There are many things I do which are stereotypically “British”: drinking tea, apologising instinctively (especially when it isn’t my fault), engaging in our national sport (queueing), becoming intensely irritated when other people fail to comply with the [unwritten] rules of our national sport (aka queue jumping) and, apparently, struggling to express positive perceptions about people.
I know this isn’t just me; there is an intrinsic awkwardness to saying positive things to people (look, for example, how much has been written about giving negative feedback – there’s an imbalance with positive feedback because we often don’t even know where to start). BUT: when we do say thank you or express our gratitude – and mean it – it can have a tremendously positive effect.
Worked with awesome boss today. End of shift, good eye contact, thank you for all your hard work. They actually mean it. Hugely motivating.— Kirsten Walthall (@K_Walthall) May 6, 2013
The reason I include Katrin’s response is because she was genuinely shocked that such an event was worth talking about – that it was so rare as to be notable. This conversation occurred a little while back, but I think about it regularly. Do you thank your colleagues as a matter of routine? If not, why not?
Why is thanking people important?
I don’t know if you’ve read the papers lately, but it seems that in the UK Emergency Medicine is having a slightly difficult time (to put it in rather British terms). That said, I still absolutely love my job and couldn’t envisage myself working in any other specialty.
But I have to admit, being told by a newsreader almost every day while I get ready for work that it’s going to be horribly stressful and utterly rubbish when I get there doesn’t really put me in a positive frame of mind. What keeps me going when I do arrive is continually witnessing how incredibly hardworking and committed my colleagues – in medicine, nursing, and all our non-clinical supporting staff – are; I feel incredibly privileged to be a part of the ED team and it is one of my absolute favourite things about our specialty. But maybe I don’t tell them enough.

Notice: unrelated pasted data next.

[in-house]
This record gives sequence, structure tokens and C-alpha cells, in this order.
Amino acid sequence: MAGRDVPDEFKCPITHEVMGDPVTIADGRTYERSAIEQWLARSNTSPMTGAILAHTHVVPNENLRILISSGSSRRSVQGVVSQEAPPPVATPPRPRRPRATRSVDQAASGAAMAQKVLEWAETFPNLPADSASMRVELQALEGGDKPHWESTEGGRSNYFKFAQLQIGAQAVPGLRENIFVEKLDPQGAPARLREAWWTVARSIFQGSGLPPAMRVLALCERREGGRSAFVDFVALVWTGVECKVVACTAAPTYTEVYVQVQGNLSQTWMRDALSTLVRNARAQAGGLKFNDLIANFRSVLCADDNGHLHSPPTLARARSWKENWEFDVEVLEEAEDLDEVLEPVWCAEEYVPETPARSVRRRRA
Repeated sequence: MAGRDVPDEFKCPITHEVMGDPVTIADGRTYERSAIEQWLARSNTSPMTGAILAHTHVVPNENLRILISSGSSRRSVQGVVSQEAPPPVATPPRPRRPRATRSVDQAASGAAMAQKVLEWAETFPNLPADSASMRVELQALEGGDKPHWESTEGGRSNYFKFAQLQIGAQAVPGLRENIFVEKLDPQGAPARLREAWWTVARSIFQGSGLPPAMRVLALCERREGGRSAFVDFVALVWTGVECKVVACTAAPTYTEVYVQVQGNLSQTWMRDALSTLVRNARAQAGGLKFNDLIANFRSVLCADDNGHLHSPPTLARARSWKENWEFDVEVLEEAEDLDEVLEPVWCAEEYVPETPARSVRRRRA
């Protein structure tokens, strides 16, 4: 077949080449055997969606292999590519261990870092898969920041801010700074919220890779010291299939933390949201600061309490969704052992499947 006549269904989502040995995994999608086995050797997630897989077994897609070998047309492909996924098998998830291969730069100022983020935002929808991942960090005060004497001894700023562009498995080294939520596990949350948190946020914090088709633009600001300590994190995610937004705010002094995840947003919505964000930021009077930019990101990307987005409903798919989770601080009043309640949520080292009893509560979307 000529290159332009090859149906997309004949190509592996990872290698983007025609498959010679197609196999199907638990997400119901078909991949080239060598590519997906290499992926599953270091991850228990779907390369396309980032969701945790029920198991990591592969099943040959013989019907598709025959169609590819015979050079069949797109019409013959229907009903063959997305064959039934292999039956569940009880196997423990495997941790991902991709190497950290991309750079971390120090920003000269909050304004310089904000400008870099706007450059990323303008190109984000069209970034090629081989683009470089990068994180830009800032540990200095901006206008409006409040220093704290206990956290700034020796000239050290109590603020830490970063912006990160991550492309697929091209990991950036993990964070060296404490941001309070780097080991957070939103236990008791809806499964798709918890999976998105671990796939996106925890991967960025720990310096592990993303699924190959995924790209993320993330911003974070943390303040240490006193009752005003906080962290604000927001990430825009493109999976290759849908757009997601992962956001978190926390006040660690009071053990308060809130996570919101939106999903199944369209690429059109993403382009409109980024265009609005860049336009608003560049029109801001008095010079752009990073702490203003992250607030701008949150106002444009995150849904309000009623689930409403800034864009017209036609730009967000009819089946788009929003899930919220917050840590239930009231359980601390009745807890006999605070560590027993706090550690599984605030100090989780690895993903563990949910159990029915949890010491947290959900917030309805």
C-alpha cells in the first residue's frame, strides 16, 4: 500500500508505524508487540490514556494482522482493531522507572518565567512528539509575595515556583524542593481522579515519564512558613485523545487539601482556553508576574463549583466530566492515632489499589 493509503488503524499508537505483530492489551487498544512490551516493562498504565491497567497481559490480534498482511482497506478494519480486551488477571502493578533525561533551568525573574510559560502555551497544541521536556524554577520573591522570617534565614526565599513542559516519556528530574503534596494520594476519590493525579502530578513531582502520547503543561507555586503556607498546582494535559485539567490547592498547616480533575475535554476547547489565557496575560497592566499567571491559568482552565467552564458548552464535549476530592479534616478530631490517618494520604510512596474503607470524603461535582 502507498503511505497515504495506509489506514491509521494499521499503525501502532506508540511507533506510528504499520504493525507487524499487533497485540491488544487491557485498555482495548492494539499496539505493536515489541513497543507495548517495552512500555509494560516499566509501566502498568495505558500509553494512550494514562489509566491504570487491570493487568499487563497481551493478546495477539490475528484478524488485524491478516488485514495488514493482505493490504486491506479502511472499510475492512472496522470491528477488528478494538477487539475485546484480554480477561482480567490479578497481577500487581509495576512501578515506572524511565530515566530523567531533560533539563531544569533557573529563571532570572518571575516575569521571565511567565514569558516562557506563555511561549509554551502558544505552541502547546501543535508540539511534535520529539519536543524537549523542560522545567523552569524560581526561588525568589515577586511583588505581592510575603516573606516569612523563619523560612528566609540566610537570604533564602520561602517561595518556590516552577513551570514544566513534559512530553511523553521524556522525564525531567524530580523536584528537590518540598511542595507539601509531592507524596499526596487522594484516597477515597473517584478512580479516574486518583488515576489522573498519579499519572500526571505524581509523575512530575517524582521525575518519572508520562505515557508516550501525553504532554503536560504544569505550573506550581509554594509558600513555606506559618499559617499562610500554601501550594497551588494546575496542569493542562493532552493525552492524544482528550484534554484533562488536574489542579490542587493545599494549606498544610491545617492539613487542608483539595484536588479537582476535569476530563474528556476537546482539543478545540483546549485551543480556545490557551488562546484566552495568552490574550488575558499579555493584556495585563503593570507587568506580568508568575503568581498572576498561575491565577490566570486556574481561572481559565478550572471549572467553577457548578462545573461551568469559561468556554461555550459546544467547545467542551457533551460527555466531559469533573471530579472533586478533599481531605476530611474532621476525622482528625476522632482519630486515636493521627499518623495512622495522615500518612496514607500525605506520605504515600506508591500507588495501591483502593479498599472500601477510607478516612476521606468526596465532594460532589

Energy and enthusiasm aren’t limitless and we all feel the pressure at times. Not too long ago, while I was having a particularly difficult time, someone said something non-specific but overwhelmingly positive about me. The effect on my morale was incredible. The bottom line is that we can make people feel like this every day. To quote this paper,
“job satisfaction and organizational commitment are closely linked, and are both very important for general organisational success.”
We work hard and sometimes the work is hard, both physically and emotionally. We see terrible things and do our best to relieve pain and suffering. It doesn’t always work and that can leave us feeling demoralised. So we really need this stuff; the perception that we are valued by our peers and seniors is incredibly important to our professional identity and it is reasonably well-evidenced that happy workers are productive and more healthy.
How can we make it meaningful?
My final year of medical school involved an 8-week paediatric (of course!) elective in Uganda. I worked in a small rural hospital where the nurses tirelessly translated our medical questions into the local dialect and the [often nonsensical] answers back into English. At the end of every shift we would have a short but meaningful exchange with the nursing staff in Lukonjo:
Doctor/Medical student: “Wasinja erikola” (Thank you for your work)
Nurse: “Wasinja erisema” (Thank you for appreciating me)
My written Lukonjo isn’t the best, so I may have spelled these phrases wrong, but they were delivered without fail at the end of every shift, with eye contact and a smile. I remember it very clearly along with the thought that it was so odd that we didn’t routinely thank people in the UK.
The phrase “thank you for your work” is a little clunky in English so I tend to thank my colleagues for their help as I finish a shift and when my sincere thanks is reciprocated it brings a sense of achievement and value that lasts longer than most clinical achievements. Make eye contact, be specific if you want to have real impact (“thanks for your help with that patient – you did a great job today”) and make it a habit. Once you get started it gets easier, I promise. Let’s show those Europeans that expressions of gratitude and appreciation in the workplace are the rule, not the exception.
And don’t forget, patients get better care from happy staff. And chocolate helps too.
Always on a Friday as I walk out the office I think about #nhs staff who will be working their guts out over next few days. Thanks to all.— Shaun Lintern (@ShaunLintern) November 15, 2013
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